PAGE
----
Not only is the main character, Arabella, experiencing trauma, but each of her friends in separate ways are as well. You just want them to be ok, you want the pain to subside. This to me, was the most intentional part of the show. You cannot quiet the trauma, you cannot shut it off, you can’t continue back to “normal.”
Based on Coel’s personal experience with sexual assault, the honesty and truth built into the story is moving. We as the viewer are not given the opportunity to look away or write it off. We are experiencing this right along with her. I know it sounds like – why would I want to do that? No one wants that – it is reality!
Her ability to bring in her own experience sheds light on all of our experiences. Whether they are closely similar or far from our own, we find ourselves sharing anyway. Her way of bringing in her period in a way that felt so natural, not hidden and interactions with others and her flow brought a smile to my face.
This is a genius invitation into the direct results of trauma and on many different levels. An eye opening experience for some, it is one that plants empathy with deep roots. It’s an all too familiar experience for others which can provide the space to be seen and awaken something in yourself as well. Of course use self care, this is triggering and a difficult road to travel. However you can be supported, make sure that you are when sitting down with I May Destroy You.
Boss Moves – Da Nay-no to 1Mil
So, singing the praises of I May Destroy You and after the success of Chewing Gum, my mind was blown when finding out the reasons Michaela had to turn down $1mil. Now I know it’s not Chappelle walking out on $50 Mil, but when you hear the details… you are like uh uh – no no no no no.
According to Vulture Michaela Coel was offered $1Mil upfront after pitching the show, I May Destroy You, but in this deal would not have any ownership of the copyrights. Umm are you serious?? She then asked for 5% of the copyrights and was denied. Her agents urging her to take the offer – since they would be receiving an “undisclosed” amount in the deal. So she brought her percentage down to .5% and still they were not on board. What is the deal with this?? Not letting black women own their SH#! Let alone something they wrote and created, but this is HER STORY. This is strongly based on real events, personal, excavating and true, and she can’t have .5% of the copyrights?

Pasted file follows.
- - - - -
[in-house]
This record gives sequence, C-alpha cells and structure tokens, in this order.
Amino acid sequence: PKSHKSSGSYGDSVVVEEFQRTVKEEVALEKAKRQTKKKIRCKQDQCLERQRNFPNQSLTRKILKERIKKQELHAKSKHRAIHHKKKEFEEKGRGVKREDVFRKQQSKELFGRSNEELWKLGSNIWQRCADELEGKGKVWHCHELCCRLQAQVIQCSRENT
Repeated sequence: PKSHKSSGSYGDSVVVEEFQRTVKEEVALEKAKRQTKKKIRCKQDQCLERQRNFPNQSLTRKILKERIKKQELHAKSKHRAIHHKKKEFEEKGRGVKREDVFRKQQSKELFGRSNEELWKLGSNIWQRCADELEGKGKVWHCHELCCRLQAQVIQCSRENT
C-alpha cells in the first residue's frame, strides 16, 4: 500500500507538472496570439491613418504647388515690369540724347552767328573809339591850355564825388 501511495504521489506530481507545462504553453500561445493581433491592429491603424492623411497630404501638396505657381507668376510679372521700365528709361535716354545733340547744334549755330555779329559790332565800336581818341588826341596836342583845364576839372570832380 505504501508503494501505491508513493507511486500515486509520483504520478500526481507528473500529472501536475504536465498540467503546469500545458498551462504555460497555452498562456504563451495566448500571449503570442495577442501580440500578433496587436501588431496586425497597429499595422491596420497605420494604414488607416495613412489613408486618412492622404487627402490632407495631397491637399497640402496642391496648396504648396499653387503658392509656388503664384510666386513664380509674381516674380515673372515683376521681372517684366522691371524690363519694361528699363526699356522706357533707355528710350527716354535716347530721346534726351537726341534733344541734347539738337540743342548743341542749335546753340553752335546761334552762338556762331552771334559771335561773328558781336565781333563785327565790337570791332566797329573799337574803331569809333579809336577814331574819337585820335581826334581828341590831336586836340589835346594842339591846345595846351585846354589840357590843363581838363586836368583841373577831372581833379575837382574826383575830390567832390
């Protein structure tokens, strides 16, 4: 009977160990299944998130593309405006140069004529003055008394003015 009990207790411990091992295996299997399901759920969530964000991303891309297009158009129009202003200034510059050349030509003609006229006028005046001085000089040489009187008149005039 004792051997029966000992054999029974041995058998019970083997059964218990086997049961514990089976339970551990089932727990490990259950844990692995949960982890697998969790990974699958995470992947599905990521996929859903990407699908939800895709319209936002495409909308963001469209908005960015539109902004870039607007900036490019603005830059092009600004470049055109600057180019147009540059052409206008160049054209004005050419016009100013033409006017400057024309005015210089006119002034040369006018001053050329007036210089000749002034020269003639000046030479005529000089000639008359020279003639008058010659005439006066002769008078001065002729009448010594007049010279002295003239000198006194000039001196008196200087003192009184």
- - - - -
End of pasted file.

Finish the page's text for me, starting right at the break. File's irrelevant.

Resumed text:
Michaela was like NAH! I know my worth, left her agency and said BYE NETFLIX! Made her way to BBC and HBO. They gave her everything she wanted, rights, producer credits, the money she is worth and options to direct and be fully involved in the process. You betta get what you deserve Ms Coel!
Boss Bi*#$ in the writers’ room, the boardroom and on set. Michaela we know from her stunning physical comedy, her effortless line delivery and presence. Her drama work was hiding just behind her wide eyes. After Chewing Gum, she starred in several productions from the slightly questionable Black Earth Rising about a survivor of the Rawandan genocide, to the musical romance of Been So Long. Then living the blerd dream being in the Star Trek-esque episode of Black Mirror AND yes that cameo in Star Wars – I saw you girl!
You may hear time and time again that comedy is much harder than drama, and this is true. Hitting the essential beats, the timing and the places you need to go to hit the joke is far reaching and takes skill. That is not to say drama is a walk in the park – BUT get you an actor who can do both! Ms Coel brings her comedy to the role of Arrabella in her delivery, her timing, her expressions and wit. The art of levity is tricky, especially in a program centered around the traumas we hold. Coel triumphs. Alongside her co-stars, Michaela gives space for the experience and the story to stand.
You go Glen Coco!! I am rooting for you! And the healing journey you are on, the space you’ve provided for those looking for ways to heal and be seen. With the right preparation – if you can – check out I May Destroy You, episodes airing weekly on HBO and HBOMax.